A few months ago I published a post called My Personal 40 Before 40 Challenge thus signaling the fact that I was in the final throes of my 30s. I still have a little more than half a year left before I have to start dropping that 3 from my age, but I have been giving this illustrious birthday a lot of thought. Specifically, I’ve been reflecting on my 30s, a decade that for most people is about change, growth and (hopefully) some maturity. It was definitely all those things and more for me; a decade that saw more death and loss than I’d ever expected but balanced by personal changes that were better than I could have ever imagined. While we can’t go back in time, and I’m not really sure I’d want to either, there are some lessons about life I wish I could go back and tell my younger 30-year old self, and maybe in the process of this exercise I’ll be able to enjoy my 40s in a way that won’t necessitate another post like this in a decade.
You Don’t Know Everything
I’ve needed this advice at every stage of my life I think, including now probably. It’s a common problem, most of us tend to think we’re right no matter what, but in my case I’ve noticed that this attitude isn’t just annoying (it is) but it limits us dramatically when it comes to our growth potential. Think about it for a second; when most of us get into an argument with someone, it’s not a high school debate, we become intractable and usually indignant. We refuse to listen to counterarguments that would sway our thoughts or opinions on something we have accepted to be fact. This can be something silly like disagreeing about a “Jeopardy!” answer but it becomes really dangerous when it comes to both our professional and personal lives.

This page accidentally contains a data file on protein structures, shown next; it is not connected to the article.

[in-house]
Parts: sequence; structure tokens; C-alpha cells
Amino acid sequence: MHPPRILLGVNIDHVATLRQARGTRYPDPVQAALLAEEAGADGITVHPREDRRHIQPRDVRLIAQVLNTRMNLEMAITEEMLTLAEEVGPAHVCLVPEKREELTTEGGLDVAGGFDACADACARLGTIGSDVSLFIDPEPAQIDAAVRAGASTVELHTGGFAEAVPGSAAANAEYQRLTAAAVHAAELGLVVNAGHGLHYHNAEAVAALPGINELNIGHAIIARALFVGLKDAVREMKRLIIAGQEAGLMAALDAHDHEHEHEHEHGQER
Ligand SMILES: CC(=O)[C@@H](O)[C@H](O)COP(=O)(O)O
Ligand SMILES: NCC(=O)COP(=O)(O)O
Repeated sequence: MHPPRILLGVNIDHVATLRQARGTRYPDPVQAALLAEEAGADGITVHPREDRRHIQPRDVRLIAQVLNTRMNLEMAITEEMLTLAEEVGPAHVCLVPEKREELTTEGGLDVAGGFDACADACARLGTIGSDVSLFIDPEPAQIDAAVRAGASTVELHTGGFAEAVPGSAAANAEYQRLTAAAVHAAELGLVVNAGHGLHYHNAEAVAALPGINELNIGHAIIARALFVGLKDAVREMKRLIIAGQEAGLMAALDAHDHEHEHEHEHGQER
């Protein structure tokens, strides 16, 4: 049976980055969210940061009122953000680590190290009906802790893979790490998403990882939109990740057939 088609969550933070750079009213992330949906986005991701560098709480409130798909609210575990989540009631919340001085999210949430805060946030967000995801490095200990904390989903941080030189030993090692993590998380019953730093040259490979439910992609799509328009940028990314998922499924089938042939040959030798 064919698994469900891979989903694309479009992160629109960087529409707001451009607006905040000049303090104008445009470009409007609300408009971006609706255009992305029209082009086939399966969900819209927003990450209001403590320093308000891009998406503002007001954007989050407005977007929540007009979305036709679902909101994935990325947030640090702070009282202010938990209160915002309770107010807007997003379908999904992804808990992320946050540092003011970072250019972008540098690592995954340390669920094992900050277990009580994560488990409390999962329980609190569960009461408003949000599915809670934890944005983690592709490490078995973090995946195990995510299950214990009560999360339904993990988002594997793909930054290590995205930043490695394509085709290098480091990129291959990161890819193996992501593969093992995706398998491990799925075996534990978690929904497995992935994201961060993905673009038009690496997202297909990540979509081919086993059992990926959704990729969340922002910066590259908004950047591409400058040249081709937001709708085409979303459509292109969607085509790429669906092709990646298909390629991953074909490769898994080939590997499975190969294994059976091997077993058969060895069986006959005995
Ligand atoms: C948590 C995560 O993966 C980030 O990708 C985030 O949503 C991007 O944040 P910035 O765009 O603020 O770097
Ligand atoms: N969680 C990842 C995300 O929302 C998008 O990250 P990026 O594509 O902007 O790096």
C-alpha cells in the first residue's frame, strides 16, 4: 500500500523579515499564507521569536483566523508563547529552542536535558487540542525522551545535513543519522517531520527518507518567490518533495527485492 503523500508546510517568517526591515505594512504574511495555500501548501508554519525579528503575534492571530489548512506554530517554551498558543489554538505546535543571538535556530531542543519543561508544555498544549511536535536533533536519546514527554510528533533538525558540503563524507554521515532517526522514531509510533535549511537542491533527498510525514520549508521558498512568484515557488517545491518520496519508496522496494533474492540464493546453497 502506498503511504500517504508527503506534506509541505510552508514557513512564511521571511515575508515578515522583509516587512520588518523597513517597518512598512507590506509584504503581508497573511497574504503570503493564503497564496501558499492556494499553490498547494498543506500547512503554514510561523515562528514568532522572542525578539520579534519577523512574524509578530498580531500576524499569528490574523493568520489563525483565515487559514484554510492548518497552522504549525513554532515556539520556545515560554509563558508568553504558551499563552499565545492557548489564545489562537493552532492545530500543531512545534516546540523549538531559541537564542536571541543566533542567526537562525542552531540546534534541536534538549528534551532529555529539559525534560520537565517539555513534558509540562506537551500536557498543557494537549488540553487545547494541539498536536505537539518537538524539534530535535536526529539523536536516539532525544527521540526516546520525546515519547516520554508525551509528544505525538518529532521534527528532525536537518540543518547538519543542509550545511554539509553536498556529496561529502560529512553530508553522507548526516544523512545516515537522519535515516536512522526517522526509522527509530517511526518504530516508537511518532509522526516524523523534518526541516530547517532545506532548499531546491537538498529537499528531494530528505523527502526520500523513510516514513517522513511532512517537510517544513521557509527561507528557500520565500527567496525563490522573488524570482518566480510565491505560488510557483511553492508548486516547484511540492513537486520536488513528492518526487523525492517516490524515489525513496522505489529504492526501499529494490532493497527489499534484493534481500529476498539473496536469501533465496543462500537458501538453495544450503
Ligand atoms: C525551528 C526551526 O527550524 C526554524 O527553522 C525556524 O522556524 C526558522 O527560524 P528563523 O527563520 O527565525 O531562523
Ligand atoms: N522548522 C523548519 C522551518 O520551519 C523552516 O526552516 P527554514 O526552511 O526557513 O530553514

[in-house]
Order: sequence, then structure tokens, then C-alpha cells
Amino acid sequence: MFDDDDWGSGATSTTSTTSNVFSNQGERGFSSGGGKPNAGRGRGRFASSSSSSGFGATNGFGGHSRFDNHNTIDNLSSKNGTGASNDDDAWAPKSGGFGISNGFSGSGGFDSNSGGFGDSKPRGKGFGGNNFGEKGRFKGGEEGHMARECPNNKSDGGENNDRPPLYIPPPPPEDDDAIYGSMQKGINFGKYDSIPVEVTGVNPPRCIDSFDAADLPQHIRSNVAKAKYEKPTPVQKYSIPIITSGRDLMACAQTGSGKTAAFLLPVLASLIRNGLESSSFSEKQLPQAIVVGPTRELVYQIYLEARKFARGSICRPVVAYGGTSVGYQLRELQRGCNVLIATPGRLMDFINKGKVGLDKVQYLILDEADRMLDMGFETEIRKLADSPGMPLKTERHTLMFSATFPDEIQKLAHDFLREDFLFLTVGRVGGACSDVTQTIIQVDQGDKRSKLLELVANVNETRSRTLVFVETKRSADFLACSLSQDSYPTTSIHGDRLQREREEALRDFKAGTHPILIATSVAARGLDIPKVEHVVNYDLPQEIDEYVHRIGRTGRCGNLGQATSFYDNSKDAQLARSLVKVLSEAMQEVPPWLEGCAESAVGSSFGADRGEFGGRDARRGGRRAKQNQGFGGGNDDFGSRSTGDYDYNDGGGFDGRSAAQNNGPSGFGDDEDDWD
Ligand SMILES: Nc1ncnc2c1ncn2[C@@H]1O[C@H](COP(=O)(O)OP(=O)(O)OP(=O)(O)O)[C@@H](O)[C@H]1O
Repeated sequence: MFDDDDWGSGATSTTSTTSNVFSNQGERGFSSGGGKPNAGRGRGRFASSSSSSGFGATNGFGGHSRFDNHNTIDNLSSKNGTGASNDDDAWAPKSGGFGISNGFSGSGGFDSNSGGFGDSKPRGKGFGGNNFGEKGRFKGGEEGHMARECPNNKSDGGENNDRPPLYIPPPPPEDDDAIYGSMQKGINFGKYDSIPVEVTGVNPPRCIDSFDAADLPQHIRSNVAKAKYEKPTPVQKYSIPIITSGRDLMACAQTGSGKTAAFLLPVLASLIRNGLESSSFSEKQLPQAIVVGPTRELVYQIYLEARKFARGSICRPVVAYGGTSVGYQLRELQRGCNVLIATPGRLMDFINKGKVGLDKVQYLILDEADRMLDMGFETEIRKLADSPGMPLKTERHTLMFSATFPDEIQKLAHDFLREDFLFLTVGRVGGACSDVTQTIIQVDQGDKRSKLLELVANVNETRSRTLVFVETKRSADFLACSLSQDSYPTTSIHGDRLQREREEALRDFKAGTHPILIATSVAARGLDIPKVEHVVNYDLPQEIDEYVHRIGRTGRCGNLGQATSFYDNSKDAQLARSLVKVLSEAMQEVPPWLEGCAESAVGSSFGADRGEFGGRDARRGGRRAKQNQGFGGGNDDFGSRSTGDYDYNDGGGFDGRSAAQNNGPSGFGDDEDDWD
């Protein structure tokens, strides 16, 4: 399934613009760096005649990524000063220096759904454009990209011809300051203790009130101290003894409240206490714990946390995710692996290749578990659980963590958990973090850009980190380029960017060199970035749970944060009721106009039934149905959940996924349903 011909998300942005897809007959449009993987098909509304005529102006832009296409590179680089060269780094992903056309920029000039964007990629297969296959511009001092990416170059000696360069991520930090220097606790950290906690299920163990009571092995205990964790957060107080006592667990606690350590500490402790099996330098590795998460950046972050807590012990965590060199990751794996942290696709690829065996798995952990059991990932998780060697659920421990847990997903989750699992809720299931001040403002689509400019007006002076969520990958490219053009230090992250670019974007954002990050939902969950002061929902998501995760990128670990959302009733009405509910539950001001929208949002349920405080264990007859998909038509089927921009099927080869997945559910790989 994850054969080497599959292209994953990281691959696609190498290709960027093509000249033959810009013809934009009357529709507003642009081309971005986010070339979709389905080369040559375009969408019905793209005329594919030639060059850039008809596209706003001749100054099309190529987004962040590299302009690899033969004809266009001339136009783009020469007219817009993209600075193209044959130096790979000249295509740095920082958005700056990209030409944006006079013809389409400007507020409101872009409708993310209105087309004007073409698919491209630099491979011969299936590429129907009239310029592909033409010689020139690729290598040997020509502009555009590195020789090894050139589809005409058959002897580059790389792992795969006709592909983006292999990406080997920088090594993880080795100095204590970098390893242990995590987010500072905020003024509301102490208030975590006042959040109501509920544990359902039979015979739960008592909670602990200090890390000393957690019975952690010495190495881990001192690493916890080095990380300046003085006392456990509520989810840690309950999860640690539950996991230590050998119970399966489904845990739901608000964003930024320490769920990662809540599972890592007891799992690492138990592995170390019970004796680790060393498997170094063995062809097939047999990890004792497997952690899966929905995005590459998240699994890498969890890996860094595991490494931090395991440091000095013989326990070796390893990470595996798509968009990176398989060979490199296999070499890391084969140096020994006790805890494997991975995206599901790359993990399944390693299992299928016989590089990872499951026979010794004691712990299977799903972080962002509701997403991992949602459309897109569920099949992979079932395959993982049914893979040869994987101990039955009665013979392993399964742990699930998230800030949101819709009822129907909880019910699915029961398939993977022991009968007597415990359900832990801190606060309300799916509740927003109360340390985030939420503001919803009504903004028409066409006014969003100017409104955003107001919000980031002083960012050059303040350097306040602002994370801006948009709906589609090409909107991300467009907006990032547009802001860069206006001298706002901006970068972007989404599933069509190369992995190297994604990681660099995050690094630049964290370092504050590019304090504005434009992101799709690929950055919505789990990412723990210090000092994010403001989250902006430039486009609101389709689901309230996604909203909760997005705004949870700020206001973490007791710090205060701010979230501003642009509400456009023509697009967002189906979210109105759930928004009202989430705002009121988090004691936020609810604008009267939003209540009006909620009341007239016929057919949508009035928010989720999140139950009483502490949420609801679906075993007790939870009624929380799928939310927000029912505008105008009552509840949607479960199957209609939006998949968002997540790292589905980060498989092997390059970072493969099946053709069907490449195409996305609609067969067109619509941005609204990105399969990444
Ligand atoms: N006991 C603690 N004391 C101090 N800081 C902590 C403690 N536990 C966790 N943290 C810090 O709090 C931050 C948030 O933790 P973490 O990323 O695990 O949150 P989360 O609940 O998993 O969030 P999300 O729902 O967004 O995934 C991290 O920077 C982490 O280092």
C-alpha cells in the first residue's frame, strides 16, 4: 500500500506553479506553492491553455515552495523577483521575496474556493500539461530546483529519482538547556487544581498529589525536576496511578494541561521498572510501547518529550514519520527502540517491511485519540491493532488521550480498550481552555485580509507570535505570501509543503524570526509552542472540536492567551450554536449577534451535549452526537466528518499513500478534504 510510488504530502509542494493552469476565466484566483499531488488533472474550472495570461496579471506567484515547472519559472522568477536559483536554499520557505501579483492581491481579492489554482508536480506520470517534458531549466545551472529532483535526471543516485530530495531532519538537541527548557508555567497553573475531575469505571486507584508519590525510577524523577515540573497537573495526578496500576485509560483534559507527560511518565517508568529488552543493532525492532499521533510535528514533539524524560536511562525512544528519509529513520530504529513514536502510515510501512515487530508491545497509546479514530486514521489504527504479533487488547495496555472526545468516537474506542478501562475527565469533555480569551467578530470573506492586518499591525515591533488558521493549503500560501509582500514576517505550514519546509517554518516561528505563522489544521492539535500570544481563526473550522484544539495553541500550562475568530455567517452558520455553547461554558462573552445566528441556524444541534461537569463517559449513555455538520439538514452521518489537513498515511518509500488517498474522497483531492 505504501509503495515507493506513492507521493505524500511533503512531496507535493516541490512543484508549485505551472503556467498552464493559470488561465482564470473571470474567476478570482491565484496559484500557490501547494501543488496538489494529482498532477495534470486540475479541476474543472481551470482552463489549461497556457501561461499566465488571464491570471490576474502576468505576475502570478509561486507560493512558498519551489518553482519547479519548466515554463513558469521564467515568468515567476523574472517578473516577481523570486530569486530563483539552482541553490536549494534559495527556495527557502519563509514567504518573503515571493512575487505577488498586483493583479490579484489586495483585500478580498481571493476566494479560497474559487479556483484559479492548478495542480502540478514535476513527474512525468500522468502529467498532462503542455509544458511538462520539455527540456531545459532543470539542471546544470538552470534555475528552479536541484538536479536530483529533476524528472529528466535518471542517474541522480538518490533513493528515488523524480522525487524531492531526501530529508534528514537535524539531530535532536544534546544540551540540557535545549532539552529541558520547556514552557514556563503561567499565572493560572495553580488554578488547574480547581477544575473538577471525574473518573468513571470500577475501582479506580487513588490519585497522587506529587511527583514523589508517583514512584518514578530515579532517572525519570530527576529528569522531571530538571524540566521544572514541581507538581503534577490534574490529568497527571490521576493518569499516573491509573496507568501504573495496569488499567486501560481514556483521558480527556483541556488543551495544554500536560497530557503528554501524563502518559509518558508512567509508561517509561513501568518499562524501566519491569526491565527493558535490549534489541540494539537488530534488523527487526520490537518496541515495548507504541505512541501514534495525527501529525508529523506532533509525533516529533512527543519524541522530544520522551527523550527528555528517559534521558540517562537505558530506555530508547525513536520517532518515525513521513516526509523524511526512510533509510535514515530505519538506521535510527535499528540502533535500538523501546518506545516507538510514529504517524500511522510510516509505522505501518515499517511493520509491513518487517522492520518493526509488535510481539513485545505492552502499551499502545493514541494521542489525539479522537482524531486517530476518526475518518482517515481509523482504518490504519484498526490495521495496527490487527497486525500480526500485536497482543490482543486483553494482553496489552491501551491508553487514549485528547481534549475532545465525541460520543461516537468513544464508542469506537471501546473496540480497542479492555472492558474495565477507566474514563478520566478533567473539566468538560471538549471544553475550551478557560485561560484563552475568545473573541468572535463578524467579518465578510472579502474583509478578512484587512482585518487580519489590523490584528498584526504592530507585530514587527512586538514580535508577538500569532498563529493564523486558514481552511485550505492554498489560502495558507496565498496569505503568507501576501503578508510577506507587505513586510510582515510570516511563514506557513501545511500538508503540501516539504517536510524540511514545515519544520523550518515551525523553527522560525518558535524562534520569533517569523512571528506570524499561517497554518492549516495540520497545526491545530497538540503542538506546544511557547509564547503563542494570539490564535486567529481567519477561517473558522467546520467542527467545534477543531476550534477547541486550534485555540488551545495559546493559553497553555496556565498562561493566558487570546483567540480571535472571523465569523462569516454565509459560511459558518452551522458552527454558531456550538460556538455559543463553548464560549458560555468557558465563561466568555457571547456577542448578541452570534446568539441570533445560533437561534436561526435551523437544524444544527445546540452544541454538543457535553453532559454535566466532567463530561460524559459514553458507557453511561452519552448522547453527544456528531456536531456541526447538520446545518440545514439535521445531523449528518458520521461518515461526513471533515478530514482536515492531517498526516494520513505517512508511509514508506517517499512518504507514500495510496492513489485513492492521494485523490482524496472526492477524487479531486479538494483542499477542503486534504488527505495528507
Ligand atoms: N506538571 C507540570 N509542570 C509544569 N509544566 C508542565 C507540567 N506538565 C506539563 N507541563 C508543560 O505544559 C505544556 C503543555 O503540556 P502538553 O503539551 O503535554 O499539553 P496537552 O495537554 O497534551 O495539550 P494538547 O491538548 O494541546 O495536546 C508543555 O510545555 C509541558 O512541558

We never get to see the whole of any situation. Whether it’s trying to understand someone’s emotions, or eking out what an employer wants from us. That’s what I’ve failed to keep in mind throughout most of my 30s, and I wish I could go back and change that. When it comes to our personal lives, we have to remember that people really are like icebergs. We may think we know what their lives are like and what they’re going through, but we don’t. We only see what’s on the surface, a small portion of their actual lives. We need to give people more slack, be more tolerant of them and instead of assuming that everything is peaches and cream for them, understand that they may be going through hard times and to try to be accommodating of that. There’s a fine line between confidence and being a jerk and it’s also the difference between someone who is successful and someone else who is a narcissist. The most successful people in the world didn’t get to where they are today by ignoring good advice, but they also understood the need to take a different path when necessary.